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This site is the inspiration of a former reporter/photographer for one of New England's largest daily newspapers and for various magazines. The intent is to direct readers to interesting political articles, and we urge you to visit the source sites. Any comments may be noted on site or directed to KarisChaf at gmail.

Wednesday, November 20, 2013

Bring Them In -- By Sen. Mike Lee, website

It is of course a tragedy that we have to be here at all. Though the Bible says the poor will always be with us, it’s still hard to accept why, in a nation with a $15 trillion economy, the poor are still with us.

And yet, as we approach the 50th anniversary of President Lyndon Johnson’s famous “War on Poverty” speech, we all know the statistics. Despite trillions of taxpayer dollars spent to eradicate poverty since the late 1960s, the poverty rate has hardly budged. And just last week, the Census Bureau reported that today, more than 49 million Americans still live below the poverty line.

Today, a boy born in the bottom 20% of our income scale has a 42% chance of staying there as an adult. According to the O.E.C.D., the United States is third from the bottom of advanced countries in terms of upward economic mobility.

A recent study in Oregon found that the Medicaid program – which provides health insurance to the poor – produces basically no health improvements for its beneficiaries. A study last December on the Head Start program, issued by the Obama Administration itself, found that what few academic benefits three- and four-year olds do gain from the program all but disappear by end of the first grade.

We know that poor men and women are less likely to get married and stay married, that 30% of single mothers are living in poverty, and that their children are less likely to rise out of poverty themselves when they grow up.

We know that participation in civil society, volunteering, and religion are deteriorating in poor neighborhoods – compounding economic hardship with social isolation. And we know these trends cut across boundaries of race, ethnicity, and geography.

All of this might lead some to the depressing conclusion that – 50 years after Johnson’s speech - America’s war on poverty has failed. But the evidence proves nothing of the sort.  On the contrary, I believe the American people are poised to launch a new, bold, and heroic offensive in the war on poverty… if a renewed conservative movement has the courage to lead it.

First, let’s be clear about one thing.  The United States did not formally launch our War on Poverty in 1964, but in 1776: when we declared our independence, and the self-evident and equal rights of all men to life, liberty, and the pursuit of happiness.

For more than two hundred years, the United States – through trial and error, through good times and bad – has waged the most successful war on poverty in the history of the world. The United States has become so wealthy that it is easy to forget that, as Michael Novak once noted, most affluent Americans can actually remember when their own families were poor.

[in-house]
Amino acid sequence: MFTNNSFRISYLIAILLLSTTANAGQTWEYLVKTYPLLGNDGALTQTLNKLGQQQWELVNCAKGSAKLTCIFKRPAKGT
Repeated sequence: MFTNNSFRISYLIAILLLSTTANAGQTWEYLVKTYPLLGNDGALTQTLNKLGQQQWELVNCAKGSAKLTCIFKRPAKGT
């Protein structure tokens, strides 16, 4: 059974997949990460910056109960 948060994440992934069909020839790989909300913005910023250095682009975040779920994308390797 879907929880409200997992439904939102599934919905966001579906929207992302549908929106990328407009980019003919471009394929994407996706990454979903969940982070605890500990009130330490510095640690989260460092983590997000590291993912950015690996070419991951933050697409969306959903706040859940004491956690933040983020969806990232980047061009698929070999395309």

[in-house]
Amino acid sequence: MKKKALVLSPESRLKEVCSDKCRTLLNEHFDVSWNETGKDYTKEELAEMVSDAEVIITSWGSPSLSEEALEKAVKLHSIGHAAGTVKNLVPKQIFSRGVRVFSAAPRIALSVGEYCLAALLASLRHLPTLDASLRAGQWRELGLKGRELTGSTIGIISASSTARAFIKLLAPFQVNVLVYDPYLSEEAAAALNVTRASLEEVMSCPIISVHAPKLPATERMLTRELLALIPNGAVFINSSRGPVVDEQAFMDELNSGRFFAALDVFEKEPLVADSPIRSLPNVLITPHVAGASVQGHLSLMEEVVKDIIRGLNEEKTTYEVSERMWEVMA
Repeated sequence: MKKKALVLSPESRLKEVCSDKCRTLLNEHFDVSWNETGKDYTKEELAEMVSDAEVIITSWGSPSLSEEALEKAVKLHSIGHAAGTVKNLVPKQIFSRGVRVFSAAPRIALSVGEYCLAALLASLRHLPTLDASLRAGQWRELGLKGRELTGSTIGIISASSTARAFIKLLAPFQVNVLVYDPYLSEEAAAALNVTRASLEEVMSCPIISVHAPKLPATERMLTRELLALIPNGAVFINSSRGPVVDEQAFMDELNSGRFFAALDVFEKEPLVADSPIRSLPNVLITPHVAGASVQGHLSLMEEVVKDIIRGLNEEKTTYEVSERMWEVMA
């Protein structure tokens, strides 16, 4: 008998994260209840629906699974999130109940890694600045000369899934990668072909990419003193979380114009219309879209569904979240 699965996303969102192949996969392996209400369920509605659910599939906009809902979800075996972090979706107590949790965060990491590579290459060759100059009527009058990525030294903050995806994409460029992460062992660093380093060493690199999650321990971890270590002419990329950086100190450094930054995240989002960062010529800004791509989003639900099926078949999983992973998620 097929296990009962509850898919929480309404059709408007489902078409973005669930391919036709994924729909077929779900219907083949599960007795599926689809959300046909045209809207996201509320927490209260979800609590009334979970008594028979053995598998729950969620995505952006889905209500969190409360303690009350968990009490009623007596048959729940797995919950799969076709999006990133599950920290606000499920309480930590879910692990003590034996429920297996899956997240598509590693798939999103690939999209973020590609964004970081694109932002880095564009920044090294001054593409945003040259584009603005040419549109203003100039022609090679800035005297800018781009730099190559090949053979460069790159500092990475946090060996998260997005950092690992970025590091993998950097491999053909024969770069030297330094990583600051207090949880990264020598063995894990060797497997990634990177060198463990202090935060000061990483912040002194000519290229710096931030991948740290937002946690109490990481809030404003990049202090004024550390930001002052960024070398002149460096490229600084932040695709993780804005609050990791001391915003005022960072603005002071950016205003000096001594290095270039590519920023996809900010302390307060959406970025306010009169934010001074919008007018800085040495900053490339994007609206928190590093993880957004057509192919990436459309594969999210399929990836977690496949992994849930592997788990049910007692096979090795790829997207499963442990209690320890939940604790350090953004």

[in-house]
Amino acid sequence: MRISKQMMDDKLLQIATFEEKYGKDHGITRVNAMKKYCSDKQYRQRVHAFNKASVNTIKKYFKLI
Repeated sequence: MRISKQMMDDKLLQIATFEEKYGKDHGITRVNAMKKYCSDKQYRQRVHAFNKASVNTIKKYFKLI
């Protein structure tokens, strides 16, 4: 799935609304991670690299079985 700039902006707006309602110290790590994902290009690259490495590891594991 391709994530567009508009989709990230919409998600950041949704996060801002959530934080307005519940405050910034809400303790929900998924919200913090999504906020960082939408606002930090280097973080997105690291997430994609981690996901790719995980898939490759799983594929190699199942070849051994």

Upward mobility has never been easy. It has always and everywhere required backbreaking work, personal discipline, and at least a little luck. But if upward mobility was not universal in America, it was the norm. From our very Founding, we not only fought a war on poverty – we were winning. The tools Americans relied on to overcome poverty were what became the twin pillars of American exceptionalism: our free enterprise economy and voluntary civil society.

We usually refer to the free market and civil society as “institutions.” But really, they are networks of people and information and opportunity. What makes these networks uniquely powerful is that they impel everyone – regardless of race, religion, or wealth - to depend not simply on themselves or the government, but on each other. For all America’s reputation for individualism and competition, our nation has from the beginning been built on a foundation of community and cooperation.

In a free market economy and voluntary civil society, no matter your career or your cause, your success depends on your service. The only way to get ahead is to help others do the same. The only way to look out for yourself is to look out for your neighbors.

Together, these twin networks of service-based success enabled millions of ordinary Americans to make our economy very wealthy and our society truly rich… long before Lyndon Johnson tried to do better by growing and centralizing government authority. These human – and humane – networks empowered Americans, unlike any people on earth or in history, to protect not just themselves but each other from both material want and social isolation.

Now, progressive ideologues reject all this. They do not trust individuals to join together voluntarily and organically to improve each other’s lives and meet common challenges.  As President Obama said in his second inaugural:

“No single person can train all the math and science teachers we’ll need to equip our children for the future, or build the roads and networks and research labs that will bring new jobs and businesses to our shores. Now, more than ever, we must do these things together, as one nation and one people.”

But by “together,” of course, he meant only “government.”

 (This is a terrific speech.  Please click below to continue reading.)

 (Click link below to read more)
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